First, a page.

High on a hill, it calls to me
To be where little cable cars climb halfway to the stars
There are two overarching thematic elements of the Secret:
Birthstone/Birth month/Birth flower
Fairies and their immigration from the old world to the new world
Let’s look at these in the context of the San Francisco painting, Image 1.
Immigration: Cathay (aka China)
Fairy: the Dragon
Birth month: June
Birth flower: Rose
With that context, we can start to ask questions. Why did BP choose these elements specifically for the San Francisco puzzle? June, for example, has two birth flowers (rose and honeysuckle) and three birthstones (pearl, alexandrite, and moonstone). Why did he choose the rose and the pearl?
Choosing Cathay is obvious. San Francisco is home to the oldest Chinatown in North America and has been incredibly influential in Chinese immigration to North America. The choice of China also allowed him to include two integral parts of Chinese culture into the painting: the Dragon the Yin Yang symbol.
The Yin Yang symbol represents a dualism, a harmony of the opposite but interdependent elements of the world.
Yin: dark, shadow, moon, water, female
Yang: bright, light, sun, land, male
Looking at the painting more closely, we see dark mountains, water, moons, and a woman. The painting is predominantly Yin.
Now, why did he choose June, the rose, and the pearl?
The birth month, June, has a tie to love. It’s named after Juno, the Roman Goddess of marriage.
To emphasize this, he chose to snub honeysuckle and place a red rose in Image 1. Most of us know the red rose intuitively as representing love. There’s a reason that the red rose is the poster child for Valentine’s Day.
In a painting with 11 moons, it’s interesting that Byron and JJP chose to include the pearl over the moonstone. Pearls are associated with purity, honesty, and love. BP even refers to them as “chaste” in the Litany of the Jewels. Chinese philosophy associates the pearl with the moon, water, and women, aligning it with the Yin principle. Pearl fits best with June/Rose and the context of the painting.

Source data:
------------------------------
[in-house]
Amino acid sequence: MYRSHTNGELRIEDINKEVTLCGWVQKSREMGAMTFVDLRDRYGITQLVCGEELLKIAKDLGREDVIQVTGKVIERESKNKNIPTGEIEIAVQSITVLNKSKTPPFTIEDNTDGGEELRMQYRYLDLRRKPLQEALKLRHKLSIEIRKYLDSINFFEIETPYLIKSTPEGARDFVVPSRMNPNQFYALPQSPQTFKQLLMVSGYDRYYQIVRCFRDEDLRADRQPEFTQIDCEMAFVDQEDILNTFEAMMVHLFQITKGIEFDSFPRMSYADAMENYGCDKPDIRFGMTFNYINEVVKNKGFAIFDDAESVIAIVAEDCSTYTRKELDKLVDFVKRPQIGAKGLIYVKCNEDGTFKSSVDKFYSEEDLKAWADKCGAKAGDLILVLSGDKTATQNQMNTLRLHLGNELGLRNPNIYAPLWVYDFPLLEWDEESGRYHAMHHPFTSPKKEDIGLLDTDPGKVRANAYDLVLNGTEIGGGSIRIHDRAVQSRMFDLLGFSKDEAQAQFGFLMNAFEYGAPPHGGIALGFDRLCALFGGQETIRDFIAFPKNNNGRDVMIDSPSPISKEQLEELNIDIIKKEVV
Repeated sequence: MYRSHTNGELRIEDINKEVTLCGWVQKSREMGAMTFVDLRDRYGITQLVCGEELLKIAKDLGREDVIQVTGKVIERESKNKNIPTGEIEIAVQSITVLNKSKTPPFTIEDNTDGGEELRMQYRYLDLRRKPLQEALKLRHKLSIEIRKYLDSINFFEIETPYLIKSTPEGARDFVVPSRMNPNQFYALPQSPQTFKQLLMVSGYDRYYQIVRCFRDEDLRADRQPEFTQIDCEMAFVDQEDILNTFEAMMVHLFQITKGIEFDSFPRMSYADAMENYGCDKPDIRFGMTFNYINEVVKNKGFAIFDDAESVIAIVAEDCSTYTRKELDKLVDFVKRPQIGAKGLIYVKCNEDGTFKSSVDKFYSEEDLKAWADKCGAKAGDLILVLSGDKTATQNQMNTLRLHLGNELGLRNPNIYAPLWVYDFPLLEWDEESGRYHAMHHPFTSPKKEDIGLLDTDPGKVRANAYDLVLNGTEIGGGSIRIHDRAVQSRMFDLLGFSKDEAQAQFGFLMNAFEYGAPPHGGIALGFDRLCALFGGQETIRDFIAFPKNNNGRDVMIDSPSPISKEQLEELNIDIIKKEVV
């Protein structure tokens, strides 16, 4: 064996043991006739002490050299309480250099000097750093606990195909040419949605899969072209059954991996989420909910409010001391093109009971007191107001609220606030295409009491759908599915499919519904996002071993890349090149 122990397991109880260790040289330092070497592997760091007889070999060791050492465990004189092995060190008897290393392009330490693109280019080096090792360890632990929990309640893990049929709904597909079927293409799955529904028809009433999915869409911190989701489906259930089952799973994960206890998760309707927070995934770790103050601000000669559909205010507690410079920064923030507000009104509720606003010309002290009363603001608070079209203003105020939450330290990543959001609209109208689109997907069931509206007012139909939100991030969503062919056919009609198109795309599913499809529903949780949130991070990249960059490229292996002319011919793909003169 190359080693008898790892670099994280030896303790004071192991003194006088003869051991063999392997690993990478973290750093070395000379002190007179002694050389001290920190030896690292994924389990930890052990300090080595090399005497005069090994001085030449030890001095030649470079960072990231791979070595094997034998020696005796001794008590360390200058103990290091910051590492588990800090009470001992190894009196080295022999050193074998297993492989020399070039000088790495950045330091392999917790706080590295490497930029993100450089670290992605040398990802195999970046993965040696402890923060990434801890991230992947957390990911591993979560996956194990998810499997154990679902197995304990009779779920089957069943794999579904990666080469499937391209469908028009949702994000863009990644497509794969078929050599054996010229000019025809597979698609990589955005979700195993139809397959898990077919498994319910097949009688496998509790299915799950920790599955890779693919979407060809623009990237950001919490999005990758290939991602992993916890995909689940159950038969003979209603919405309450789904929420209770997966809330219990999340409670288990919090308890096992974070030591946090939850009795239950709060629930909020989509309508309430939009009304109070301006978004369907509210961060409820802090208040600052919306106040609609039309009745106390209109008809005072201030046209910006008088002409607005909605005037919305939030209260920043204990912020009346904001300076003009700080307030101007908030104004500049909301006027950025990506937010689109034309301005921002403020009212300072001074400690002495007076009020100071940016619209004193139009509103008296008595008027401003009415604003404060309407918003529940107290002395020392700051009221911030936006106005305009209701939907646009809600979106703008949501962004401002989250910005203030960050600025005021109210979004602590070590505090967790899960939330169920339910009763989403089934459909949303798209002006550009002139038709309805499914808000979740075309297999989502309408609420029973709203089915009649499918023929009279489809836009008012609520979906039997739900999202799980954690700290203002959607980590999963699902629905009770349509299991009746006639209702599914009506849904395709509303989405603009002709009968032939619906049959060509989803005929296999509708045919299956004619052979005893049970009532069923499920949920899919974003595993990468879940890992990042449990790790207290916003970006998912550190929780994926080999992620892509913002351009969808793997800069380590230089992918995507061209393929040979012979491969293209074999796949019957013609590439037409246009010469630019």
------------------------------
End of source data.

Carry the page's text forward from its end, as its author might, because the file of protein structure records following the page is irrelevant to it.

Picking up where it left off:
(Information about birth months and their associations, pearls, and the yin yang symbol was easily available in your 1982 editions of the Farmer’s Almanac and the Penguin Dictionary of Symbols.)
It seems we’ve been given two very overt themes for this puzzle: Yin and Love.
But what now?
Puzzles have missing pieces. A puzzle is solved when you uncover the method to fill in those missing pieces.
We’re given Yin, so Yang must be our missing piece. This tells me that the goal for this puzzle is to complete the dualism by finding a Yang. Couple that with the overarching love theme and the Yang that we are looking for is likely the woman in the painting’s lover. The Yang to her Yin. This is only helped by the litany itself, referring to the Pearl as “chaste”, which also means “unwed”.
We know that Yang is represented by things such as light, sun, and male. The Sun Yat-sen statue in St. Mary’s Square is a great candidate for our Yang. A statue of a man, named Sun, who is widely revered as the "Father of the Nation'' in the Republic of China.
Now, let’s unite Image 1’s moon goddess with her Sun.
Additional credit: cogito ergo mutat Phil Abbott